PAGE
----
Woman speaks out after hotel reservation was canceled with no refund
ABC News(NEW YORK) — A Washington State mother is warning consumers after she says she booked a family getaway at a resort through the travel website Expedia more than four months in advance, only to have her reservation cancelled without a refund.
“I was pretty horrified and disappointed,” Holly Parsons told ABC News of when she first learned that her $874 three-night reservation at a mountain resort had been cancelled, and she was not immediately offered any compensation.
Parsons said she had been planning a trip to Bend, Oregon, with her cousin and both of their children to spend time together and watch her youngest son compete in a lacrosse tournament.
Just weeks before the trip she received an email saying her reservation at the WorldMark Seventh Mountain Resort had been cancelled due to overbooking.
Expedia said it was not liable for the overbooking, saying in a statement to local ABC News affiliate KOMO-TV that it was “caused by external factors beyond the direct control of Expedia.” The WorldMark Seventh Mountain Resort did not immediately respond to ABC News request for comment Tuesday.
Parsons said she spent three days and over six hours on the phone with Expedia agents, until they eventually re-accommodated her in a Holiday Inn Express and offered her and her cousin each $500 worth of Expedia vouchers.
“I booked a beautiful vacation for my cousin and I at a mountain resort,” she said, “and this feels like a total bait and switch.”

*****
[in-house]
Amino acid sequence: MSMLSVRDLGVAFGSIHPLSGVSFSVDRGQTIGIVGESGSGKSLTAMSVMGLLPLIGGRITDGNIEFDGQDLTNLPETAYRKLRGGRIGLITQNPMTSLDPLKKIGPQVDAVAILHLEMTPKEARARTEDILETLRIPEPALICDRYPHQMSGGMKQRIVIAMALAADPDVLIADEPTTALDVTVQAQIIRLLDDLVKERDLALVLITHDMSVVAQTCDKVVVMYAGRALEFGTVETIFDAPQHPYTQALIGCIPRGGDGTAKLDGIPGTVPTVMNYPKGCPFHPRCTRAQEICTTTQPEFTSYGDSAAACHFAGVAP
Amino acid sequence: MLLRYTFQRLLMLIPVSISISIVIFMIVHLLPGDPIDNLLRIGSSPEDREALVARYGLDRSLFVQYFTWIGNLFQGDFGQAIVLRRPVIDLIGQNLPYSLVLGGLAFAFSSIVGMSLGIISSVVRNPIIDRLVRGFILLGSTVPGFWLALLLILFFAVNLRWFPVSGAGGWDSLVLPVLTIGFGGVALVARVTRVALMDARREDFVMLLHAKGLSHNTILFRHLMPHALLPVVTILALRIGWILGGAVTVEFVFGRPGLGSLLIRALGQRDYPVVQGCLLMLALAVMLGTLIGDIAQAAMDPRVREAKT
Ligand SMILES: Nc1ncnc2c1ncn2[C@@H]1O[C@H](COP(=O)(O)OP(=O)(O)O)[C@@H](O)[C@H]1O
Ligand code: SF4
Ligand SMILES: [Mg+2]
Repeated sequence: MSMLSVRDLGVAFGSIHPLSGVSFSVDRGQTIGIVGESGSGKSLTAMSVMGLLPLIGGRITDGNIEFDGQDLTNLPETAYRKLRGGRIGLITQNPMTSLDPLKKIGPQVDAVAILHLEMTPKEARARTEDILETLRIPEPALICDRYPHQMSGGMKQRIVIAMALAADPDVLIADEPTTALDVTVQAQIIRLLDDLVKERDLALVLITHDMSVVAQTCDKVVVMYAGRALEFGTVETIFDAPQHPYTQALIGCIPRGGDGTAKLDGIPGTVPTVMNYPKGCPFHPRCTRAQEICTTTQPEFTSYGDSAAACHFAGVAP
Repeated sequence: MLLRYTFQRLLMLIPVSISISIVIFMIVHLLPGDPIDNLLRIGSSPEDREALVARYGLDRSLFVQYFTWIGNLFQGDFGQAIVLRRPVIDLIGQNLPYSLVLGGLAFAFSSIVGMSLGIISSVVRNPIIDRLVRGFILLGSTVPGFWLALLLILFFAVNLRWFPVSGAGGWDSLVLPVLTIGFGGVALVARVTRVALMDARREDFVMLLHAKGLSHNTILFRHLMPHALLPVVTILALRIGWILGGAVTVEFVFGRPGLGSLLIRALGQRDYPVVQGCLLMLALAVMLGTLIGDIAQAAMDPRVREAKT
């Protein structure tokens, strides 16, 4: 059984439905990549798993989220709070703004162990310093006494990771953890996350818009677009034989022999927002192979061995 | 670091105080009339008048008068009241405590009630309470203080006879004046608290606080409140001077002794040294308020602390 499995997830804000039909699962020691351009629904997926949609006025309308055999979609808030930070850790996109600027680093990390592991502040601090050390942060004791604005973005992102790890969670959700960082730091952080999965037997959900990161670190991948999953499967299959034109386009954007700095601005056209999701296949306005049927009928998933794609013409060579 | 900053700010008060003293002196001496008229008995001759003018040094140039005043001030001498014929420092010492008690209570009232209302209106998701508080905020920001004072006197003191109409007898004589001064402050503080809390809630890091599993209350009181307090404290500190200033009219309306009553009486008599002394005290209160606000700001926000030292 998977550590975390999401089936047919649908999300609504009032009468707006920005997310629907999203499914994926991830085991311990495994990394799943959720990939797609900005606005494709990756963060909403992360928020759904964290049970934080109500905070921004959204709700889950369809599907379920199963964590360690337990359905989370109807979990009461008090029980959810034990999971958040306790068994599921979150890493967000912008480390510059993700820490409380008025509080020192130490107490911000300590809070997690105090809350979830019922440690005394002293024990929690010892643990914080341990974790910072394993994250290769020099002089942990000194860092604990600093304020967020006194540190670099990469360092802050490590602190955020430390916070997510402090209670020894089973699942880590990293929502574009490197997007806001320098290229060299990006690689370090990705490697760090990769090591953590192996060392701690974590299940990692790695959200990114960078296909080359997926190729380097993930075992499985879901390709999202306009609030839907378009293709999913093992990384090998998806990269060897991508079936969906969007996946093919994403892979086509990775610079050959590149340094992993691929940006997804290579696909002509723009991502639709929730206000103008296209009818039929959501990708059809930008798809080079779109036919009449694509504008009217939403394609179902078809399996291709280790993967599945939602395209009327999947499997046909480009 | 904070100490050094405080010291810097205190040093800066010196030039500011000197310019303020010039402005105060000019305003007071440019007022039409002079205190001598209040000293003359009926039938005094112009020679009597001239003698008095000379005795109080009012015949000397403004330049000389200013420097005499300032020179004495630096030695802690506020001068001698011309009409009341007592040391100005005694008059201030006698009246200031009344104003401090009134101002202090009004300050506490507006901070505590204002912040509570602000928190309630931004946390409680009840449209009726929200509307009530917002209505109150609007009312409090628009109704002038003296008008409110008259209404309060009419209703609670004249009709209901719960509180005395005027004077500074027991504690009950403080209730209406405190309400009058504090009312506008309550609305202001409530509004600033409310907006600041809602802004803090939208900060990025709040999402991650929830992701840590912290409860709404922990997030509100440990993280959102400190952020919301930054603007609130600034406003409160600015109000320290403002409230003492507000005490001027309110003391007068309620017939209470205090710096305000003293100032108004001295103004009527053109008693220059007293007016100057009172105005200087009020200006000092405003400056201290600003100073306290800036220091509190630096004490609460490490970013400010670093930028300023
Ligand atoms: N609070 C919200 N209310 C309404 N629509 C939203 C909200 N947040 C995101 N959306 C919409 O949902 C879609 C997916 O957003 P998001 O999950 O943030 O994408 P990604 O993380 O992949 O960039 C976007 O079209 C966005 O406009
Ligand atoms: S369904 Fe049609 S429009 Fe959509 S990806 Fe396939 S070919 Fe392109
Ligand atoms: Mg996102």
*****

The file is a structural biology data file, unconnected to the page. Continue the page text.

She added that the way it was handled when she initially called Expedia left her “fuming.”
“The process of being on hold for so, so long, and dealing with multiple, multiple people and repeating myself, it was awful,” the mother of two added.
She also says she did not feel satisfied with the compensation Expedia offered either.
“I wasn’t receiving cash in return, I’m receiving vouchers to do business with an entity that I’m not sure that I ever would want to do, or ever would recommend to do, business with ever again,” Parsons said.
Expedia did not immediately respond to ABC News’ request for comment Tuesday, but told local ABC News affiliate KOMO-TV, “We apologize for the inconvenience and frustration Holly Parsons experienced and can confirm our team contacted her to successfully resolve this case. At Expedia, we strive to provide the highest level of customer service, and anytime there is an issue with an Expedia booking we recommend that our customers contact our excellent Customer Service team.”
Holly is now advocating for increased protections for hotel customers, saying, “this isn’t right.”
“That’s actually shocking that anybody can do business with you and take your money and basically absolve themselves of any liability through a few buried words on a website,” she added.
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